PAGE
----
Clarks, The - 2000 Let It Go

ARTIST:Clarks, The
ALBUM: Let It Go
LABEL: Razor And Tie
YEAR: 2000

LINEUP: Scott Blasey - vocals, guitar * Rob James - lead and rhythm guitars * Greg Joseph - bass * Dave Minarik - drums

TRACK LISTING: 01 Snowman * 02 I'm A Fool * 03 Better Off Without You * 04 Born Too Late * 05 Let It Go * 06 Chasin' Girls * 07 Flame * 08 Butterflies And Airplanes * 09 Think Of England * 10 Highwire * 11 The Letter * 12 Memory Serves


During a fourteen year career spanning five albums, the Gods have not exactly been smiling down on The Clarks. If they had been, the band would certainly be known to a wider audience than folk in their native Pittsburgh.

Yet their latest effort 'Let It Go' reveals that while fame and fortune may have evaded them over the years, a knack for penning catchy, kick ass rock songs certainly hasn't. And the band's longevity is a key reason why the band have managed to write an album which is melodic without being repetitive, and cohesive and unified despite the diversity of material on it. Formulaic it ain't.

The Songs

Lead singer Scott Blasey and bassist Greg Joseph are The Clarks' main songsmiths, yet lead guitarist Rob James proves he is no slouch either, and it's his solitary cut which has fuelled much of the optimism surrounding 'Let It Go'.

Featuring a crunching riff and stellar guitar work from James, throbbing bassline, stirring vocals and some solid skin bashing from Dave Minarik, 'Better Off Without You' displays a band at the peak of its abilities. It's one of the most memorable tunes of the year, a classic song for the jilted; up there with The Loveless' 'Return of The Ex Girlfriend' in terms of melody and sheer bitterness, and has even spawned its own website (

The only problem with such a huge song like this is that the rest of the album has to be good enough to prevent the rest of the disc paling into insignificance. Happily, 'Let It Go' doesn't fall into the trap of being a one song album, as gloriously melodic and interesting tunes spill out of the speakers at a rate of knots.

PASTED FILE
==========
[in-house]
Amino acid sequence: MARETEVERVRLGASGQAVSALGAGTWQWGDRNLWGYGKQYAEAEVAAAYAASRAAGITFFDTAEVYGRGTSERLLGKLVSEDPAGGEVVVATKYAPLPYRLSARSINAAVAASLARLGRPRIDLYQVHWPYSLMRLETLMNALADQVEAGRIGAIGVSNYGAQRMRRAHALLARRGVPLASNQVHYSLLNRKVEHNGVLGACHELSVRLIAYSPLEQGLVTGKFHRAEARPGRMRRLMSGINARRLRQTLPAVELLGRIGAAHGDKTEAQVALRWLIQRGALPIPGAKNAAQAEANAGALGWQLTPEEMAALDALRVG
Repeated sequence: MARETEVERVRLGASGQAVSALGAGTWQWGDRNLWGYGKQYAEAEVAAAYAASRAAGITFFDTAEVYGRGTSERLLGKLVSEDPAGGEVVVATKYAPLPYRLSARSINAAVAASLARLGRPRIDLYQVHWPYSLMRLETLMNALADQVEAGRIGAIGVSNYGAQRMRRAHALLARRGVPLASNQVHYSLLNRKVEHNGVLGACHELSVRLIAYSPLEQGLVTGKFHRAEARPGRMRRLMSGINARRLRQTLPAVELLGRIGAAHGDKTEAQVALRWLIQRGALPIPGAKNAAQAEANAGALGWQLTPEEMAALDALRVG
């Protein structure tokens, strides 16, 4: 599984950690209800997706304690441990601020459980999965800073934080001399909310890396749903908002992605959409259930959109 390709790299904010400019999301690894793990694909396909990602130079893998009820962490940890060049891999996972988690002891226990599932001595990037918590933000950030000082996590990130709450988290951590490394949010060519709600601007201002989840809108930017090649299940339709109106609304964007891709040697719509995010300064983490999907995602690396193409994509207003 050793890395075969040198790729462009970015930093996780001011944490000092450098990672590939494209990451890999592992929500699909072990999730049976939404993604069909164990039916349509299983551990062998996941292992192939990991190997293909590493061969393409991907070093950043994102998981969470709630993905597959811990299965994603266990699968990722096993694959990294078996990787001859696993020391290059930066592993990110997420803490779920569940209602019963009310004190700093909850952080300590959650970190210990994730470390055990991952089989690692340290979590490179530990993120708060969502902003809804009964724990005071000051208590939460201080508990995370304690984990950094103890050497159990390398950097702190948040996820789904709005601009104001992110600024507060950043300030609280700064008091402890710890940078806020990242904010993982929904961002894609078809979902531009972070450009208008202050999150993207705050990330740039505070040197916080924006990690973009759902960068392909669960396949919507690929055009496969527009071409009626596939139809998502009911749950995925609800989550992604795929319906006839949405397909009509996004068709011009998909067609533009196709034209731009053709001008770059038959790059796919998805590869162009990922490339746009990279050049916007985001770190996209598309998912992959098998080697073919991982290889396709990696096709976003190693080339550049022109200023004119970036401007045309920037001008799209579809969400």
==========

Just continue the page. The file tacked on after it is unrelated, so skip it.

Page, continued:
Opener 'Snowman' is a furious, ballsy rocker underpinned by a simple but effective hook, while the acoustic based 'I'm A Fool' with it's pleading verse and chorus finds the band in upbeat, jangly guitar pop territory.

Proving that the band aren't culled from the musically homogenous current crop of US modern rock bands, the clever arrangements of the title track and 'Butterflies and Aeroplanes' emphasise another side of their songwriting and demonstrates the positive contribution of producer Justin Niebank.

The punchy 'Highwire' with its mock 70's-pop riff even gives a playful nod to the Jackson 5 while the powerful 'Think Of England' and 'Chasin' Girls' are filled with the kind of witty lyrical insights you would expect from a band who formed whilst at Indiana University.

But the rockier moments are complimented by three choice, mellow moments. Chilled out, thoughtful and restrained, 'The Flame' sparkles in the ethereal charm of a trippy backbeat and haunting vocal performance by Blasey.

Album closer 'If Memory Serves' is a gentle and blissfully laid back country rock song while the philosophical 'Born Too Late' displays the cleverest lyrics on 'Let It Go' in it's examination of aspiring to greatness; 'Vincent will you teach me how to paint/Theresa will I ever be a saint/John I really think your songs are great/I was born too late'.

In Summary

Having been around long enough to know how the music business works, I don't think The Clarks would necessarily appreciate being tagged as 'the next big thing'.

Instead, just achieving the wider recognition and admiration they deserve seems to be their focus and 'Let It Go' hints that they have done more than enough to guarantee that, with or without a beam of approval from Him upstairs.

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